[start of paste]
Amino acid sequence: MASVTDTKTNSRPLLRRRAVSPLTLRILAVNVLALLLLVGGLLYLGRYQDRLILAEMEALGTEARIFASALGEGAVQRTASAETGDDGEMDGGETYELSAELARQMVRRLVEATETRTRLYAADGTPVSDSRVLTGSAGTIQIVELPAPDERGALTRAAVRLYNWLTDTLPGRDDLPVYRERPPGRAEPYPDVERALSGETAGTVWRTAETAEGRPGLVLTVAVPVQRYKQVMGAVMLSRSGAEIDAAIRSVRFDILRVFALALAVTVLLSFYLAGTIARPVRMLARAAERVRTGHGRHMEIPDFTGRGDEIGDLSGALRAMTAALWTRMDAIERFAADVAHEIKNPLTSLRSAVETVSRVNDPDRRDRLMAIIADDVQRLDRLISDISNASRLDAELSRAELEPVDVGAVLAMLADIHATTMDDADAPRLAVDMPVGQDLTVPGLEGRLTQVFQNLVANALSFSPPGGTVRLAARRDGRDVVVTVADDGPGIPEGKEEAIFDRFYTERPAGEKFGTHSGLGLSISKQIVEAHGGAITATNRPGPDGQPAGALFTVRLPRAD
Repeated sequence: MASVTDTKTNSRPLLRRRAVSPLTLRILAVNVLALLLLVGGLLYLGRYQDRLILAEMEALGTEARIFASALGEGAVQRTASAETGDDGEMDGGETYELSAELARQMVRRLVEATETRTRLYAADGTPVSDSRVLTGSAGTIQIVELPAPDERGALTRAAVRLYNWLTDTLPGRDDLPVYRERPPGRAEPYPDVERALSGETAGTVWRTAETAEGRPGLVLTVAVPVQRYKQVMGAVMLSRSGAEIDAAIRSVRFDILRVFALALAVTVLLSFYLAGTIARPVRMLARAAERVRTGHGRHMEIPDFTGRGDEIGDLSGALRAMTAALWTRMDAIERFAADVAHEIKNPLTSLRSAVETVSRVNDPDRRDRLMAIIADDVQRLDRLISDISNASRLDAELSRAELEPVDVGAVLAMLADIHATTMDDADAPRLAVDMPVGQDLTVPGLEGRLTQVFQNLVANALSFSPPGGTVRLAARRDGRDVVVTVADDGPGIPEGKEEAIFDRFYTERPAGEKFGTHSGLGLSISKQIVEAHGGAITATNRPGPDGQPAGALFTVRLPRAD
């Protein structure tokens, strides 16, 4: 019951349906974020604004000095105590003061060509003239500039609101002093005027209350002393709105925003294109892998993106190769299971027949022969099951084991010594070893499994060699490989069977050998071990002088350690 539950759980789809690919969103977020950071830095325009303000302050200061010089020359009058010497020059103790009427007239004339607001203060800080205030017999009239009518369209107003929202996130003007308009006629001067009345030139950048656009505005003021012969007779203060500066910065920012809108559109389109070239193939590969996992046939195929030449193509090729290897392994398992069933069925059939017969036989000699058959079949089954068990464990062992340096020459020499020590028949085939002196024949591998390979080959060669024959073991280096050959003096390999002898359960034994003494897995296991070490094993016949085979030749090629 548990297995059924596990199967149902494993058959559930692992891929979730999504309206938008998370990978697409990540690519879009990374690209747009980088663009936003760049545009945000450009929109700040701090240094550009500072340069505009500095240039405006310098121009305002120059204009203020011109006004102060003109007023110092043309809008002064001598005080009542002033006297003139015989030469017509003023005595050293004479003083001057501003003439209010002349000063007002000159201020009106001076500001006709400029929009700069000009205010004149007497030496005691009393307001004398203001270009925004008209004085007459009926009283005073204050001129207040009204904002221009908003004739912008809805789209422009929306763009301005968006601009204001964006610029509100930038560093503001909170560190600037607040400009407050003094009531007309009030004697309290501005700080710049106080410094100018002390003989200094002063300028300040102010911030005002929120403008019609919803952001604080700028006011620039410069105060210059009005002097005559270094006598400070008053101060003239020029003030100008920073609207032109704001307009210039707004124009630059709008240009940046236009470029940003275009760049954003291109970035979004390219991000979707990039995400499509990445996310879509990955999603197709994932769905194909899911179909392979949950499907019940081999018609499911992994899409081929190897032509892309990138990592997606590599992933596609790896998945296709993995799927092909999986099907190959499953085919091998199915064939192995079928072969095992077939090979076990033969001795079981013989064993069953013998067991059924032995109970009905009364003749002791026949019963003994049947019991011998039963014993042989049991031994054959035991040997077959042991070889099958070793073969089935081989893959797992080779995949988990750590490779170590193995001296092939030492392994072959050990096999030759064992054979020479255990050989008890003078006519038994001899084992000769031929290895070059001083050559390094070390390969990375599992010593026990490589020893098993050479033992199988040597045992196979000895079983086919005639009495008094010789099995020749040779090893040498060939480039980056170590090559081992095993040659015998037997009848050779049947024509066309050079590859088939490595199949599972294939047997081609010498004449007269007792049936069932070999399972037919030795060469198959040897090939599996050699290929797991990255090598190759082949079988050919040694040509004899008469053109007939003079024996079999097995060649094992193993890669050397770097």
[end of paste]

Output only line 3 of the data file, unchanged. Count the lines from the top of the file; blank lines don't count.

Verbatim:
């Protein structure tokens, strides 16, 4: 019951349906974020604004000095105590003061060509003239500039609101002093005027209350002393709105925003294109892998993106190769299971027949022969099951084991010594070893499994060699490989069977050998071990002088350690 539950759980789809690919969103977020950071830095325009303000302050200061010089020359009058010497020059103790009427007239004339607001203060800080205030017999009239009518369209107003929202996130003007308009006629001067009345030139950048656009505005003021012969007779203060500066910065920012809108559109389109070239193939590969996992046939195929030449193509090729290897392994398992069933069925059939017969036989000699058959079949089954068990464990062992340096020459020499020590028949085939002196024949591998390979080959060669024959073991280096050959003096390999002898359960034994003494897995296991070490094993016949085979030749090629 548990297995059924596990199967149902494993058959559930692992891929979730999504309206938008998370990978697409990540690519879009990374690209747009980088663009936003760049545009945000450009929109700040701090240094550009500072340069505009500095240039405006310098121009305002120059204009203020011109006004102060003109007023110092043309809008002064001598005080009542002033006297003139015989030469017509003023005595050293004479003083001057501003003439209010002349000063007002000159201020009106001076500001006709400029929009700069000009205010004149007497030496005691009393307001004398203001270009925004008209004085007459009926009283005073204050001129207040009204904002221009908003004739912008809805789209422009929306763009301005968006601009204001964006610029509100930038560093503001909170560190600037607040400009407050003094009531007309009030004697309290501005700080710049106080410094100018002390003989200094002063300028300040102010911030005002929120403008019609919803952001604080700028006011620039410069105060210059009005002097005559270094006598400070008053101060003239020029003030100008920073609207032109704001307009210039707004124009630059709008240009940046236009470029940003275009760049954003291109970035979004390219991000979707990039995400499509990445996310879509990955999603197709994932769905194909899911179909392979949950499907019940081999018609499911992994899409081929190897032509892309990138990592997606590599992933596609790896998945296709993995799927092909999986099907190959499953085919091998199915064939192995079928072969095992077939090979076990033969001795079981013989064993069953013998067991059924032995109970009905009364003749002791026949019963003994049947019991011998039963014993042989049991031994054959035991040997077959042991070889099958070793073969089935081989893959797992080779995949988990750590490779170590193995001296092939030492392994072959050990096999030759064992054979020479255990050989008890003078006519038994001899084992000769031929290895070059001083050559390094070390390969990375599992010593026990490589020893098993050479033992199988040597045992196979000895079983086919005639009495008094010789099995020749040779090893040498060939480039980056170590090559081992095993040659015998037997009848050779049947024509066309050079590859088939490595199949599972294939047997081609010498004449007269007792049936069932070999399972037919030795060469198959040897090939599996050699290929797991990255090598190759082949079988050919040694040509004899008469053109007939003079024996079999097995060649094992193993890669050397770097």